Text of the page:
intention to demolish an outstanding example of good modernist
tens of thousands of students Ð here and at LMU Ð and
for city-centre workers and residents, a remote replacement
in south Leeds is useless. Before all of us keep on going
our separate ways, can't we co-operate in finding a sensible
way of keeping the first-class facilities we all need
where they belong: in the city centre?
feng shui consultants
Smith and others
Algernon Firth building
the November issue (Reporter 474), front-page space was
given to an article on stresses in the workplace, urging
University staff to complete a questionnaire on aspects
of their working environment, both physiological and psychological.
Although we applaud any improvements the University is
trying to implement, the notion of providing such indulgencies
as saunas and tai-chi rooms is extremely offensive to
the majority of the staff working on the third floor of
the Algernon Firth building.
ex-'museum' on the third floor has now been given over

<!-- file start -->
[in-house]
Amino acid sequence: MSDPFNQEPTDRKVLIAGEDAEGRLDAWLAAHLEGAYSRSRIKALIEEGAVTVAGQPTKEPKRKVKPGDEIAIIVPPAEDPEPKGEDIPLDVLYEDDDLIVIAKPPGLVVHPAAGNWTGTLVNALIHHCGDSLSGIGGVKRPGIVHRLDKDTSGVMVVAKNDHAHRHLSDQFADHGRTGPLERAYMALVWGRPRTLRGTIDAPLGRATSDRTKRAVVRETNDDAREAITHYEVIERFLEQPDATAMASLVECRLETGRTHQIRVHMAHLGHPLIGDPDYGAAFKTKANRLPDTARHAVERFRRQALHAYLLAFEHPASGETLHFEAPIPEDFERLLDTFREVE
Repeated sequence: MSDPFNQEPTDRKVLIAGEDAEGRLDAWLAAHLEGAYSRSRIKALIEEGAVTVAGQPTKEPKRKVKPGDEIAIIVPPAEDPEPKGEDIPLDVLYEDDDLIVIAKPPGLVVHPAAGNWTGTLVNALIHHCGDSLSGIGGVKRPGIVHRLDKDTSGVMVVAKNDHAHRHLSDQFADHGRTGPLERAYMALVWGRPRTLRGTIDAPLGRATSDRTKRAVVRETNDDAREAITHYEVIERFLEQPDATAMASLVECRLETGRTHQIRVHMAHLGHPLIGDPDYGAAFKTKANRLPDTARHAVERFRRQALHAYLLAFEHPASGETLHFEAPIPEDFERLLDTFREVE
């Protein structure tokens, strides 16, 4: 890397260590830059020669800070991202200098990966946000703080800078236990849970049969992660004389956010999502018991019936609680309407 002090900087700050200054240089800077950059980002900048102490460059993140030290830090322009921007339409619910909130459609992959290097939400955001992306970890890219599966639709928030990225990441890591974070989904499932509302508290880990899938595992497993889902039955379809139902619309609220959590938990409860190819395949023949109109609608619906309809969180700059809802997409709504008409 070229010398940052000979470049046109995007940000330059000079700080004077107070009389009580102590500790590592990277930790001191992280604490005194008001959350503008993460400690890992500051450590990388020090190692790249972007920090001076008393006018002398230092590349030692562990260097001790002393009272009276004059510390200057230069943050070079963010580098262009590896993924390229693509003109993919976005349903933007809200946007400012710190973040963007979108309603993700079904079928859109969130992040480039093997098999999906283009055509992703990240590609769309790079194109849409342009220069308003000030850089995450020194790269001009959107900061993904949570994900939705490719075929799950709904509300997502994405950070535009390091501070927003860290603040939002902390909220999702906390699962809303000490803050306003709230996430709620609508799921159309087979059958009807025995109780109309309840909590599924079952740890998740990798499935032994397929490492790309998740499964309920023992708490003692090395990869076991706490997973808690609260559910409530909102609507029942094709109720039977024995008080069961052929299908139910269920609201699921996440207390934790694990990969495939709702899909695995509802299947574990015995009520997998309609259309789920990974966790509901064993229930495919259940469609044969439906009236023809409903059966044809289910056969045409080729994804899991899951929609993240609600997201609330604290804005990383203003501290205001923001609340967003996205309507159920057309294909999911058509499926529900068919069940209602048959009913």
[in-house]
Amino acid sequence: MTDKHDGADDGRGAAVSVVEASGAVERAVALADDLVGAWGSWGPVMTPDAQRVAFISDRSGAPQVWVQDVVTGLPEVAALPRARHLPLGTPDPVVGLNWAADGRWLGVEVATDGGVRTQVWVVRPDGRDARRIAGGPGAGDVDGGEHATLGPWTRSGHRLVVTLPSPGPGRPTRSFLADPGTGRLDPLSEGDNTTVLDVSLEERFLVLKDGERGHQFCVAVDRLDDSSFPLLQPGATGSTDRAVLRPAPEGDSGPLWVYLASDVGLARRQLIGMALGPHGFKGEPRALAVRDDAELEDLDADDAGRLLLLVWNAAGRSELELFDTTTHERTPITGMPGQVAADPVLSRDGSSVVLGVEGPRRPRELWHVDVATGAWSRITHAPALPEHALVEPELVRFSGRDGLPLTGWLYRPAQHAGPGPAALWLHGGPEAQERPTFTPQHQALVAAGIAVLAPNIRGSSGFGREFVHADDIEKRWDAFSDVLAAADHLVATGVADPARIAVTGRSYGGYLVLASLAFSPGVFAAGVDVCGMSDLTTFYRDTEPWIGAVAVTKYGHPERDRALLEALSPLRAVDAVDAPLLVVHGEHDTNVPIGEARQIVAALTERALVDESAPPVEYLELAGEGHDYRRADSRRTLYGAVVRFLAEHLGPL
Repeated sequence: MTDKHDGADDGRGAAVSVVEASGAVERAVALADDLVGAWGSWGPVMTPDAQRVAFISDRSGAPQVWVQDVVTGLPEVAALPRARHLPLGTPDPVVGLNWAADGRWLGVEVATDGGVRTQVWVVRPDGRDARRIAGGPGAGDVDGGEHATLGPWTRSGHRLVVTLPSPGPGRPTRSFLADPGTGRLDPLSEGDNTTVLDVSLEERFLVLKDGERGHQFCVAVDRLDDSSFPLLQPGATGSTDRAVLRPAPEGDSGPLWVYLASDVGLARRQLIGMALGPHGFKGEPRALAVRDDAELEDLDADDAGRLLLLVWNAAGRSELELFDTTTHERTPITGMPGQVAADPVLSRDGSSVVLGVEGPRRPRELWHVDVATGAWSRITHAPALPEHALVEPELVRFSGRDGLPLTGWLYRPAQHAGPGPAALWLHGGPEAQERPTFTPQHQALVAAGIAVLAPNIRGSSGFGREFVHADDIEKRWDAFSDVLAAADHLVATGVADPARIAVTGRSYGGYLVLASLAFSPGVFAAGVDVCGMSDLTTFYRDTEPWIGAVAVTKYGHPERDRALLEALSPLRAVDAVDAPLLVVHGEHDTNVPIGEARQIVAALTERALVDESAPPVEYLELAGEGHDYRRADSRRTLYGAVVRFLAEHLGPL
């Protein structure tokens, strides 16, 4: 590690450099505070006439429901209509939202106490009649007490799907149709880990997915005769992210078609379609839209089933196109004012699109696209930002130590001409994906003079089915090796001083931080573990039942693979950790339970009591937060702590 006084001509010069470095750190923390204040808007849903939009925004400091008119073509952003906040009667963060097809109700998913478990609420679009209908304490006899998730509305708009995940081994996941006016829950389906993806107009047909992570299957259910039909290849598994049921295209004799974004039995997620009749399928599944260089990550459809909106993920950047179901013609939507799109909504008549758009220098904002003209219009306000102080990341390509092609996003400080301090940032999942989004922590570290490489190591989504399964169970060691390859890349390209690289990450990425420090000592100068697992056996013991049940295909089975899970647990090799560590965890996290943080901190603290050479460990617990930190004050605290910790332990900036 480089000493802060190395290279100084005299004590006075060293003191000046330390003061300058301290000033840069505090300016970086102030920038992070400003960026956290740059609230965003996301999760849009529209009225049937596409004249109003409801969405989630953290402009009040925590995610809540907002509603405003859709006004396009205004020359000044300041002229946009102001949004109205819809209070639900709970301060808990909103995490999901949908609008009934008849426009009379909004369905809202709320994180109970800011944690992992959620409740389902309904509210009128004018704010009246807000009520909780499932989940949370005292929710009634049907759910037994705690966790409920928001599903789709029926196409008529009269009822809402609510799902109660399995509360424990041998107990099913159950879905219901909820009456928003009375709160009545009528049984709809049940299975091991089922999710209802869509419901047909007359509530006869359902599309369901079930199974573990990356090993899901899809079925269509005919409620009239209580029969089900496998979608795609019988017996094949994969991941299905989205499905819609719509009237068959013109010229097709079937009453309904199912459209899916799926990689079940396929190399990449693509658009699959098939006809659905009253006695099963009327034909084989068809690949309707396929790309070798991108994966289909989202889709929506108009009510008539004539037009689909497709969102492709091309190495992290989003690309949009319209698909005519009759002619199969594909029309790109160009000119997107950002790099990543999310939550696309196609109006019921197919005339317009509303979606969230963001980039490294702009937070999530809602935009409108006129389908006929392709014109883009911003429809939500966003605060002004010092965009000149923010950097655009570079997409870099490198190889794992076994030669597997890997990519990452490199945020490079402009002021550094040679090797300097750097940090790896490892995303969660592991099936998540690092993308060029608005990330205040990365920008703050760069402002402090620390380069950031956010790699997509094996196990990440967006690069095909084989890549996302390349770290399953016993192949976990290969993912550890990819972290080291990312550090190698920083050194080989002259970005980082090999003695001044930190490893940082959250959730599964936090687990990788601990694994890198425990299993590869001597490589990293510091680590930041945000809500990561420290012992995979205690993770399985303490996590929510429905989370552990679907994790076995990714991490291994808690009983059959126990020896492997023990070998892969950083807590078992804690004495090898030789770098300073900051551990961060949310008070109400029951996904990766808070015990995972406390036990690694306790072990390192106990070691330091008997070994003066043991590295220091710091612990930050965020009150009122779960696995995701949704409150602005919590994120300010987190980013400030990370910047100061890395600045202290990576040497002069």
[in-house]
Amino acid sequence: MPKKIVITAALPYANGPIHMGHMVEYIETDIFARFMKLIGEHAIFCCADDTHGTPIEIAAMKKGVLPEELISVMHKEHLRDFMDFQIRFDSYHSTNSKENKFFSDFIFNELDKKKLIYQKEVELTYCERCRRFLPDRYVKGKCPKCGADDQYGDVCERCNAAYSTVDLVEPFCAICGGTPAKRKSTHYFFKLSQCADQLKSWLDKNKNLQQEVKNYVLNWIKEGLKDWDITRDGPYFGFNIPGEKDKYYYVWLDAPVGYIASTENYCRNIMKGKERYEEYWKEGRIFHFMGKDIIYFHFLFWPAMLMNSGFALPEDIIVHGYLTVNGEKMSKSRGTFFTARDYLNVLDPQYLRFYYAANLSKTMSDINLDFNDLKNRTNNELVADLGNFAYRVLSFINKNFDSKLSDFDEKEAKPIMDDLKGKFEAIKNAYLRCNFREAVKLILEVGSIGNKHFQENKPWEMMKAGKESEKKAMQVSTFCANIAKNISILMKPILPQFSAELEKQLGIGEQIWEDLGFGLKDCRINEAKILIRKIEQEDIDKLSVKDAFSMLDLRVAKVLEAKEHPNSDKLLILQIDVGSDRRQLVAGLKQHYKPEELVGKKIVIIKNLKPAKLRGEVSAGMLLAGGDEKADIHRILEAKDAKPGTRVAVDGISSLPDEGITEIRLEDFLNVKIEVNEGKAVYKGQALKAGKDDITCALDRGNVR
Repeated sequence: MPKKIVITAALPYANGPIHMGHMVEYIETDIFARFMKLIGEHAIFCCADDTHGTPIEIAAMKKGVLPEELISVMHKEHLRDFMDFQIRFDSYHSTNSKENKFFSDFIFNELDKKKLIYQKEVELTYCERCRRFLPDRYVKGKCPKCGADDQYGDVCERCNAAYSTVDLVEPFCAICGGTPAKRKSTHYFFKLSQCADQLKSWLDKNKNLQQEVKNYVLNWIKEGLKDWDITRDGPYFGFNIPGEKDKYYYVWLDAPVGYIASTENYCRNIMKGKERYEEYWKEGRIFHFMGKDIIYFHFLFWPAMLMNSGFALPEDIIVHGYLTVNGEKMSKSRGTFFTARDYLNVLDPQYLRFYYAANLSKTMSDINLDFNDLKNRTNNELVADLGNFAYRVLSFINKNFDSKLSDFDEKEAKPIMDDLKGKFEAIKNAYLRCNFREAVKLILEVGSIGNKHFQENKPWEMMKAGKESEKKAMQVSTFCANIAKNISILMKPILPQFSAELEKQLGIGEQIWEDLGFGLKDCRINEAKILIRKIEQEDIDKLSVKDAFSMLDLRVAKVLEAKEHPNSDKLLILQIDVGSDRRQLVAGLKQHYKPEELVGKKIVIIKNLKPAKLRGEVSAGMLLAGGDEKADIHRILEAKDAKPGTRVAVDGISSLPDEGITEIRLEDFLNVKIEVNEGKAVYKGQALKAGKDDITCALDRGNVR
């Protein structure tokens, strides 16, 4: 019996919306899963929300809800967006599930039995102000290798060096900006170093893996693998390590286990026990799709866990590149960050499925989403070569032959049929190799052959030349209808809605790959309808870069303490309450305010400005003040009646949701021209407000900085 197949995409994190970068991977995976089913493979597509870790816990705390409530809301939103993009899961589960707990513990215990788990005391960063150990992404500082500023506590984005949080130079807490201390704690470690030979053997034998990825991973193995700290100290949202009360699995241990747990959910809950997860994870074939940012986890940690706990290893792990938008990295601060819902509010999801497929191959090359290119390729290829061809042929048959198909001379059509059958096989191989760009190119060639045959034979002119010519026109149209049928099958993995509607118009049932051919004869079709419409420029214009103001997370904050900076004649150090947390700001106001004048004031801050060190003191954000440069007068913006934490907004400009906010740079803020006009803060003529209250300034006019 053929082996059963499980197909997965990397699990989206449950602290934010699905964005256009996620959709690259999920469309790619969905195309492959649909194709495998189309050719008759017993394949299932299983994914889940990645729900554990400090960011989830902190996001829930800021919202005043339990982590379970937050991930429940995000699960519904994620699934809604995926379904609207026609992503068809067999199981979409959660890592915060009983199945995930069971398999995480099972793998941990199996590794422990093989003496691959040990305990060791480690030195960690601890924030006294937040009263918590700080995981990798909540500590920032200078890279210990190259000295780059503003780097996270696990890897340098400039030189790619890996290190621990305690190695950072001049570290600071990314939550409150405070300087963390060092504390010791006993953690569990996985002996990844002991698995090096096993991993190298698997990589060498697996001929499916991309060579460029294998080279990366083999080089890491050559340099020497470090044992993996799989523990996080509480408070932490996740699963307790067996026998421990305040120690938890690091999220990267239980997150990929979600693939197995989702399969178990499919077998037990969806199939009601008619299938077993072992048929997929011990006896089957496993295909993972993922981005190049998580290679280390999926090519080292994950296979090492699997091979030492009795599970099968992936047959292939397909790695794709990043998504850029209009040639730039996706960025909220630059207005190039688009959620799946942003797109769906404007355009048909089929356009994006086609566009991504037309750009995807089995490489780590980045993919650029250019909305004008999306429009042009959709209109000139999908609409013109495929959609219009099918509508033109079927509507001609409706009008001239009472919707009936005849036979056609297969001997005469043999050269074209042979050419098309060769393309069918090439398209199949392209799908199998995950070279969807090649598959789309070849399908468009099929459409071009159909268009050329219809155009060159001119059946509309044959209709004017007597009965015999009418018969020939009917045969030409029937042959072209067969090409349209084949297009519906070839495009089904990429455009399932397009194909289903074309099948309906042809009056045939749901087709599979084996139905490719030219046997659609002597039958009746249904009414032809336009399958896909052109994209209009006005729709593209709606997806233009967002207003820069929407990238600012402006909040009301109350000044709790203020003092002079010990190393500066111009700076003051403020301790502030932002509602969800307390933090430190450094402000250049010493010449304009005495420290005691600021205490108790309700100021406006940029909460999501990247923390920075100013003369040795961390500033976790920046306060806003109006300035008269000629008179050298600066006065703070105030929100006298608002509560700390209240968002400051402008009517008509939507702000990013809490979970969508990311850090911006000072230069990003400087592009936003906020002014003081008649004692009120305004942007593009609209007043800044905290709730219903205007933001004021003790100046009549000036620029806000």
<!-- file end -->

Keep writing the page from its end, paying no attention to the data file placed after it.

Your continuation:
to 'office space', where there is a paucity of heating
and lighting. The main lighting in the room is from ten
ceiling lights, of which currently only five are working.
After repeated requests there is still no sign of the
scaffolding arriving to repair the remaining broken five.
As an example, at 4pm, the illumination level has been
measured by University estate services at between 57-200
lux. Dr Brian Singleton, the University's safety adviser,
has informed us that there is a requirement of providing
between 300-500 lux for VDU users.
the autumn the temperature has ranged between 8-21C. Last
summer, one of the wettest on record, the average temperature
in the working day was 32C; on occasion the only solution
was to prop open the firedoors.
of heaters and lamps is impossible, as there are only
five power sockets between twenty people for all uses.
Two applications to the minor works committee for funds
to improve the workspace by professors Christopher Wild
and Alastair Hay have been unsuccessful.
before the University calls in the feng shui consultants,
it could ensure that all staff have a basic level of comfort